What is in a name—that which one calls a banana by any other name would taste as delicious? (With an apology to Shakespeare.) Bananas are delicious, and therefore, so are baked products containing bananas.
Originating in Malaysia, bananas eventually spanned the globe. They were mentioned in India's Buddhist Pali writings dating back to the 6th century BCE and were introduced to America in 1876 in a Philadelphia celebration commemorating the 100th anniversary of the Declaration of Independence.
From red bananas, fruit bananas, apple-bananas to baking bananas, all forms continued to be an expensive delicacy throughout most of the nineteenth century. By the early 1900s, bananas became affordable, and today, they are the most popular fruit in the United States with each person consuming about 28 lbs. of bananas each year.
Bananas are an energy food. Carbohydrates in a fully ripe banana are reported to be up to 99 percent usable. While a banana contains only 1 percent to 2 percent protein, it is especially rich in lysine, tryptophane and methionine amino acids. The small percentage of fat in a banana is largely unsaturated. Bananas contain important vitamins and minerals, such as potassium and vitamin A. A full range of vitamin B is accompanied with thiamine, riboflavin, niacin, vitamin B6 and folic acid.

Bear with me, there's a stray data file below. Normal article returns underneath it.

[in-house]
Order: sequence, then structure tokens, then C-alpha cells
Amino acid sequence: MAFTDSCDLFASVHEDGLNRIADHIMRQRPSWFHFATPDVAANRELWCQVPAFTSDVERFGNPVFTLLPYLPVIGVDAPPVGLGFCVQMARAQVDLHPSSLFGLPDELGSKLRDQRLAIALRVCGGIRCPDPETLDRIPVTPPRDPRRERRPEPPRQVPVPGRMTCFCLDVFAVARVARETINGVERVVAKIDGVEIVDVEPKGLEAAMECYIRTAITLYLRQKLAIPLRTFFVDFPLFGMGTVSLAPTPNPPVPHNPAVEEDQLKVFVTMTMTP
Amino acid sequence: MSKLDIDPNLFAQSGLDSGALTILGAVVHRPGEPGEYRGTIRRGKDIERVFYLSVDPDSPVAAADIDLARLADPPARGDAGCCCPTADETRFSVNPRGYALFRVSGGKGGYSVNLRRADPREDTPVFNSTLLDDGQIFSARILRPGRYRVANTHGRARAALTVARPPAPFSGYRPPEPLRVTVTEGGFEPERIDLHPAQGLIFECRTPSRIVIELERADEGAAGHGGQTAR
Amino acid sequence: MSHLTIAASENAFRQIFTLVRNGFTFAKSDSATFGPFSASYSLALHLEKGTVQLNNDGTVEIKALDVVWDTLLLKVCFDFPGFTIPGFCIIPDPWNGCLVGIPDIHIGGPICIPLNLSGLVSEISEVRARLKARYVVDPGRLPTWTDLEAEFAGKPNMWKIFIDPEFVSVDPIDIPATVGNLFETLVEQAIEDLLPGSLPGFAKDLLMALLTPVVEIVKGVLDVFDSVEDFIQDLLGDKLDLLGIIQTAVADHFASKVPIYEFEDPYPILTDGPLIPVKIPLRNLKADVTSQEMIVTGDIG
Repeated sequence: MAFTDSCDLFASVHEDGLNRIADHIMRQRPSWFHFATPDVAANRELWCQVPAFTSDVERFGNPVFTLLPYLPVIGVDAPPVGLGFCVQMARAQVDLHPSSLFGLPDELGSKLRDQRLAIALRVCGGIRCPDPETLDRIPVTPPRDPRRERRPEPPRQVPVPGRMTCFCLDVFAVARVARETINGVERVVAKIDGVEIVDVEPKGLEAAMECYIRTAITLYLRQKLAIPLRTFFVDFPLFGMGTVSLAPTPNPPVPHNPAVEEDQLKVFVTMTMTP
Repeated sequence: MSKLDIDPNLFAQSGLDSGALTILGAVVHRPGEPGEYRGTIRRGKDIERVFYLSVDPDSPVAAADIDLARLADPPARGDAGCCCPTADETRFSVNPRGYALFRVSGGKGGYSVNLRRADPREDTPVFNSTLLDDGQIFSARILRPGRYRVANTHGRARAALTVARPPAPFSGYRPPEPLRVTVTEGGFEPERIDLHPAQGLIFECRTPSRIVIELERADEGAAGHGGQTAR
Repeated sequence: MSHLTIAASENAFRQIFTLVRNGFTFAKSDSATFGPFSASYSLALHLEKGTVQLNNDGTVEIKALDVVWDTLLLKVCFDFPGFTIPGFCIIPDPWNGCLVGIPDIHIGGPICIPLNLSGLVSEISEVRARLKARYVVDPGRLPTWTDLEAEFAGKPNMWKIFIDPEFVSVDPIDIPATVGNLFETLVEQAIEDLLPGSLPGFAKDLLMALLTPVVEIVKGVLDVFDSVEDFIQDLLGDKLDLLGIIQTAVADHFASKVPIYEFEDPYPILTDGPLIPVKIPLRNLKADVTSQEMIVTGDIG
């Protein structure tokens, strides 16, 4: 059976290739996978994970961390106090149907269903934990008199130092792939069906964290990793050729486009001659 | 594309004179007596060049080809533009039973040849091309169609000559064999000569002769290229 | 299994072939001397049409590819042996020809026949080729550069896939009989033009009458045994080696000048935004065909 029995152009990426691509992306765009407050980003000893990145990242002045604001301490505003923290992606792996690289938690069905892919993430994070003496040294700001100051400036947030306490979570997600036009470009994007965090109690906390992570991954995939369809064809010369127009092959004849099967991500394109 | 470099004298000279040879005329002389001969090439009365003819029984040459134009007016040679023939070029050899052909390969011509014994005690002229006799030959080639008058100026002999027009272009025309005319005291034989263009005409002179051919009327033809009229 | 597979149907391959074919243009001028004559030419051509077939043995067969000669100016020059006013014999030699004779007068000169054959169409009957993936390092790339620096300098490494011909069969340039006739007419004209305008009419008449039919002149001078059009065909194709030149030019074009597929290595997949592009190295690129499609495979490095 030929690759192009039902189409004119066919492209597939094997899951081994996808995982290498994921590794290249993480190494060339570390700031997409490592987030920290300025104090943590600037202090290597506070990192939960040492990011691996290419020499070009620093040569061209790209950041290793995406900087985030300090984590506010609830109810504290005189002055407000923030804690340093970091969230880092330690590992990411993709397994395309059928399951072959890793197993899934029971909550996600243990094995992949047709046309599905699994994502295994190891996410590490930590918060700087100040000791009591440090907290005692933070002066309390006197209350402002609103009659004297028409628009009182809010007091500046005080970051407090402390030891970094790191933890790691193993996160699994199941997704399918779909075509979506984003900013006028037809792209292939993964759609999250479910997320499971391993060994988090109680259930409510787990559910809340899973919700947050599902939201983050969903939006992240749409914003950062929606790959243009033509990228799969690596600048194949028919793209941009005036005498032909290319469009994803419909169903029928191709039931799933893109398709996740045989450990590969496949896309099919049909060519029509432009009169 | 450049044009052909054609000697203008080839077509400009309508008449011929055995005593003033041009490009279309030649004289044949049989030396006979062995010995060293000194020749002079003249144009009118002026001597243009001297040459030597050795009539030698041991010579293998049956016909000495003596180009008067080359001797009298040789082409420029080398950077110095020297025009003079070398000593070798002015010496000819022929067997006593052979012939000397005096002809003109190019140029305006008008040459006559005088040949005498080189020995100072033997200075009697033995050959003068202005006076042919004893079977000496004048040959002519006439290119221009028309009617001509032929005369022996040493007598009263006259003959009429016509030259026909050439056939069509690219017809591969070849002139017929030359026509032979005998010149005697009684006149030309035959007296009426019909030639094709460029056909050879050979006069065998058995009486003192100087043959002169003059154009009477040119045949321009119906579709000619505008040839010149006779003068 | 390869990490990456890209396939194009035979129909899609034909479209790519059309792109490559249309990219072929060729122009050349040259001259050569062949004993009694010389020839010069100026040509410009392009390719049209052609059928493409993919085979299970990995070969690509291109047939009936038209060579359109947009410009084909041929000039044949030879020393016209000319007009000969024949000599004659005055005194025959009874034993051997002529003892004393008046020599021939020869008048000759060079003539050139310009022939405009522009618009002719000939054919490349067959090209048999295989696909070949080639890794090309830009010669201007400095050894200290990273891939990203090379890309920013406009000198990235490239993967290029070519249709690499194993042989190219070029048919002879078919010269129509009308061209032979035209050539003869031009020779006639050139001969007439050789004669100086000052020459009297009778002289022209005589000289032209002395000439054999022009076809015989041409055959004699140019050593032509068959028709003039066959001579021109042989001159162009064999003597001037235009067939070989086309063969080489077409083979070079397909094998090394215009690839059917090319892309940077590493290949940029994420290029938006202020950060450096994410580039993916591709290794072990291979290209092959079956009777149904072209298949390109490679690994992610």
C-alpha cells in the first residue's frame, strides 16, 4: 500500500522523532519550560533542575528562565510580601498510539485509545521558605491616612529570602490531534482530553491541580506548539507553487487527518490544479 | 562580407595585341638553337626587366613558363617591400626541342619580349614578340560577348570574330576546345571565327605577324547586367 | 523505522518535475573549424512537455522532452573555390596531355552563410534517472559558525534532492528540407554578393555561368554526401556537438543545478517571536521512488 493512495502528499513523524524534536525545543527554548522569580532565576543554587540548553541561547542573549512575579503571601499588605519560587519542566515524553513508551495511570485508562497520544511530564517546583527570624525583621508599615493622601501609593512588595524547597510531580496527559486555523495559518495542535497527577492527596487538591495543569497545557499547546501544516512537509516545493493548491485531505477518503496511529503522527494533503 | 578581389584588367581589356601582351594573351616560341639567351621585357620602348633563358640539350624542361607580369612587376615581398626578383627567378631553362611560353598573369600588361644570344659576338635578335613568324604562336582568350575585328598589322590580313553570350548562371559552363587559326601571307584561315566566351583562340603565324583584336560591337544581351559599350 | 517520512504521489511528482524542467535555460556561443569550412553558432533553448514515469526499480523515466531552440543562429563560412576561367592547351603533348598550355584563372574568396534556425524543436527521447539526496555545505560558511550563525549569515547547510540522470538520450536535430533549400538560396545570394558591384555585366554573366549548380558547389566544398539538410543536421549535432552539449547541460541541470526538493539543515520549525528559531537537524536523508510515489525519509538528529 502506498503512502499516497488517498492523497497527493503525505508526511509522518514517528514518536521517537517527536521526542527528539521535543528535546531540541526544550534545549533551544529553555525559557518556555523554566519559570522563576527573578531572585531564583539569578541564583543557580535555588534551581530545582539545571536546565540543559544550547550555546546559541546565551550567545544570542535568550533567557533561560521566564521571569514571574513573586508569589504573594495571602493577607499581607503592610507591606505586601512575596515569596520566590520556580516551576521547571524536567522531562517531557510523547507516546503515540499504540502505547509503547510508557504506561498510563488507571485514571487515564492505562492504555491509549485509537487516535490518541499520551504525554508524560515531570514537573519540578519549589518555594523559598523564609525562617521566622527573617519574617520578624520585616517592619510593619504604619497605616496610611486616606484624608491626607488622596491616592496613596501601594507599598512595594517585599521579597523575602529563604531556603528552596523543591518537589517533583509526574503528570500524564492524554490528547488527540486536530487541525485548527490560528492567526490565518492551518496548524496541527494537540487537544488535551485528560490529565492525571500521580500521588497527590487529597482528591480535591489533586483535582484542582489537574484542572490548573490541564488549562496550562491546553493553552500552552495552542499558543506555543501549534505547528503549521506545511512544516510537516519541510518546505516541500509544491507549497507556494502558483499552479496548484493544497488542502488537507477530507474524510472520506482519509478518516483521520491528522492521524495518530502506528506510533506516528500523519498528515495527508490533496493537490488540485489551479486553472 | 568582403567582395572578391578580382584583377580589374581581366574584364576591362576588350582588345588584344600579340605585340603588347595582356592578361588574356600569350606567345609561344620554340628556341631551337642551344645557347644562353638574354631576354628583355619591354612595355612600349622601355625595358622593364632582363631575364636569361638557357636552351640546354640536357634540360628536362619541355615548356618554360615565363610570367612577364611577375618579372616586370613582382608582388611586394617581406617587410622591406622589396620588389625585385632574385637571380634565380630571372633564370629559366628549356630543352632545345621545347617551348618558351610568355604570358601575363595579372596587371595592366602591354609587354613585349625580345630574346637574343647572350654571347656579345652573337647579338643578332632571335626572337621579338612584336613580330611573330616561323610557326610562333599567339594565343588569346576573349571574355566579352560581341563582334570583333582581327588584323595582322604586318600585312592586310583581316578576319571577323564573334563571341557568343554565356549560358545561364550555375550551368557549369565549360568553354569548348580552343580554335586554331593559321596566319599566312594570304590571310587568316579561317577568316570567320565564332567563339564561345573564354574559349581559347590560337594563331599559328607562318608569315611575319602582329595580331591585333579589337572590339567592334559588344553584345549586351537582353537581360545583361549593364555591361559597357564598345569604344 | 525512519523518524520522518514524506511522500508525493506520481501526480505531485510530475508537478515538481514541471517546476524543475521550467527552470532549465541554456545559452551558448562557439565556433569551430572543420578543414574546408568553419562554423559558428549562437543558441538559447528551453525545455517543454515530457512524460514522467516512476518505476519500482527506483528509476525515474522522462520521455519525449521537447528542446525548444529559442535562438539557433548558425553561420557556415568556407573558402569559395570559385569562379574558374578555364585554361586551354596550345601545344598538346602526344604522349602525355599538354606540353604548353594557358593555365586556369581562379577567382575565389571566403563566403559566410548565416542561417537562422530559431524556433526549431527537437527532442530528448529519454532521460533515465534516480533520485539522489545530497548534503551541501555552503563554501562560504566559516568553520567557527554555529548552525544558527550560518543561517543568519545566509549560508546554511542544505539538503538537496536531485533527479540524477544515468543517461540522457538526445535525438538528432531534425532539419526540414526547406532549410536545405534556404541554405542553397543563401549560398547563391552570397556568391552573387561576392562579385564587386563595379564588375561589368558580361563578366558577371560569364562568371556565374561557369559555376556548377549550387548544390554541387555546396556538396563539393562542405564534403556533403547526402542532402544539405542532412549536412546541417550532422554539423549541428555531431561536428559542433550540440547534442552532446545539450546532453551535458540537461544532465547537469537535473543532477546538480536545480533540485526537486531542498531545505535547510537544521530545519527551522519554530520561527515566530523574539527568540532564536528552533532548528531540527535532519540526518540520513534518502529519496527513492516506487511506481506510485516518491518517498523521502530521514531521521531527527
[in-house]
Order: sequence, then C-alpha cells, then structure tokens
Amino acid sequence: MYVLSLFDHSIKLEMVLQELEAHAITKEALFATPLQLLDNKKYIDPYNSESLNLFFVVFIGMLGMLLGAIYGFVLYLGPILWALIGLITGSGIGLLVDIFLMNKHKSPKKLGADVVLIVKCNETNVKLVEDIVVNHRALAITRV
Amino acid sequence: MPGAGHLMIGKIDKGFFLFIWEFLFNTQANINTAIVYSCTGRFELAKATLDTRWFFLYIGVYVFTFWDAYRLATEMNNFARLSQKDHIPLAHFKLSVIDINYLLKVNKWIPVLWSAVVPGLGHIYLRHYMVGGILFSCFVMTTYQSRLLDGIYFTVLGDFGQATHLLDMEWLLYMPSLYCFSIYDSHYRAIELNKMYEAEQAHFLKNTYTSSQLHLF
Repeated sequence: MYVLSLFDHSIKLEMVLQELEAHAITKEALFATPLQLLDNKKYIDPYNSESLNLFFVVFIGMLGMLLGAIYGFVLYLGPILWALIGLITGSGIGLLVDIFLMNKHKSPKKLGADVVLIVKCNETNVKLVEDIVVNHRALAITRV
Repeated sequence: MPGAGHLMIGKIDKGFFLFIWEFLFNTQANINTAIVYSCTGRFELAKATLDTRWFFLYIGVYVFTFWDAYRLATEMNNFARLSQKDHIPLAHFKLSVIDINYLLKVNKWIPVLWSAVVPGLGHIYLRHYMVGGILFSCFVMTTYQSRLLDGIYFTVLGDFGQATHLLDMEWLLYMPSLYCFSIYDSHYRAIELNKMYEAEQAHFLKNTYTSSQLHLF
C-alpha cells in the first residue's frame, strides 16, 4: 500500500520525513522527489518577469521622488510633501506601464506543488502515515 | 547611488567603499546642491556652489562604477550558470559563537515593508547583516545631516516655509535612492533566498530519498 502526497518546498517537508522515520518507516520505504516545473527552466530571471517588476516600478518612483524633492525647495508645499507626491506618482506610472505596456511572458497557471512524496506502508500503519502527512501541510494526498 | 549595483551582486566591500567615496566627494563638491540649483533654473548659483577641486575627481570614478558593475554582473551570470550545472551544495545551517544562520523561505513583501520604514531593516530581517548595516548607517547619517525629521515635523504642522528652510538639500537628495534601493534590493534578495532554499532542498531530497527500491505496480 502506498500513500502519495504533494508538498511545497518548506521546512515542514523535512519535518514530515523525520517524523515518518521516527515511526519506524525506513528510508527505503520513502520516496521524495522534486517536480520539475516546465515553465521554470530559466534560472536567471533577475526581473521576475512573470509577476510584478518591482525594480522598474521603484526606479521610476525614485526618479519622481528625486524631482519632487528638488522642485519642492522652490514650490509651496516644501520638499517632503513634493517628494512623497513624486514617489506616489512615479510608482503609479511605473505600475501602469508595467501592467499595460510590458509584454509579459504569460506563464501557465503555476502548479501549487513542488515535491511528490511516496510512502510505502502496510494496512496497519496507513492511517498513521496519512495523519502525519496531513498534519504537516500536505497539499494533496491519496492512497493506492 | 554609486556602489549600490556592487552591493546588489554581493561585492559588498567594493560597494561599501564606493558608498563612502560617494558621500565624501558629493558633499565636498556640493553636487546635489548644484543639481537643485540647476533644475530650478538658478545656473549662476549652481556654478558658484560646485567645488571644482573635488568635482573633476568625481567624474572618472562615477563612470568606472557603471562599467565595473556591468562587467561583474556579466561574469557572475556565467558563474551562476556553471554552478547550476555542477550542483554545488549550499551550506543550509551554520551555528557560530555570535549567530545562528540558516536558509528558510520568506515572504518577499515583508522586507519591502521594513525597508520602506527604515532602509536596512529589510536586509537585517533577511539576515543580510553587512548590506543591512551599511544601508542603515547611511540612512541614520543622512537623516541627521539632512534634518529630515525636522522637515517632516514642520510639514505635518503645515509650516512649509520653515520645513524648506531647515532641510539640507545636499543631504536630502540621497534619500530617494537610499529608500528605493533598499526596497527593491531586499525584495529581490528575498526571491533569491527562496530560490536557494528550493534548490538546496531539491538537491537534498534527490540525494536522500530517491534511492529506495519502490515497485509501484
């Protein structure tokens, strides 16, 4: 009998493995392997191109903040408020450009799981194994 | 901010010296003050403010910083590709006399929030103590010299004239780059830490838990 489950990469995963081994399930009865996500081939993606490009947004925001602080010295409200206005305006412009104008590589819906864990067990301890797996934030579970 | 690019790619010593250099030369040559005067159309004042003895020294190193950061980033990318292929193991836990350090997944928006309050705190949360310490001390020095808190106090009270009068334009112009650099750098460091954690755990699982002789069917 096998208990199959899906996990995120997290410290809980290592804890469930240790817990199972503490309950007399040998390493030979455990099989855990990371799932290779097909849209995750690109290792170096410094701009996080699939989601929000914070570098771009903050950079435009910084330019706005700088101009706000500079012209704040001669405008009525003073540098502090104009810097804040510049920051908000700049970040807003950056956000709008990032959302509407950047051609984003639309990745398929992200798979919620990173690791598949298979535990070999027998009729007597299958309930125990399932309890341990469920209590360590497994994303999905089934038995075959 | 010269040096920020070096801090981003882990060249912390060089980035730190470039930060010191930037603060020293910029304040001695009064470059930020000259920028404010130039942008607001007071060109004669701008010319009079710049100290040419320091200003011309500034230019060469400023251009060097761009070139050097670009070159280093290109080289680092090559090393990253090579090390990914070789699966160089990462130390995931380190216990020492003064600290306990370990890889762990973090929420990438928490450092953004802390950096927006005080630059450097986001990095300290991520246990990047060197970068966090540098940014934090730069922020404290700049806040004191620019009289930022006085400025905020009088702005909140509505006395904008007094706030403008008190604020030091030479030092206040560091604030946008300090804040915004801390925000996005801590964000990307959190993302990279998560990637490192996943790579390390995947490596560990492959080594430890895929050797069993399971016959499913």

An erroneous impression has been established that bananas are fattening. One large banana (3.5 ozs.) contains 88 calories, which is less than the caloric content of a 3.5-oz. portion of low-fat (1%) cottage cheese. Apart from the caloric content, bananas have a high satiety value, due to their fiber content. The fiber will help provide more fullness than a cookie of the same caloric value.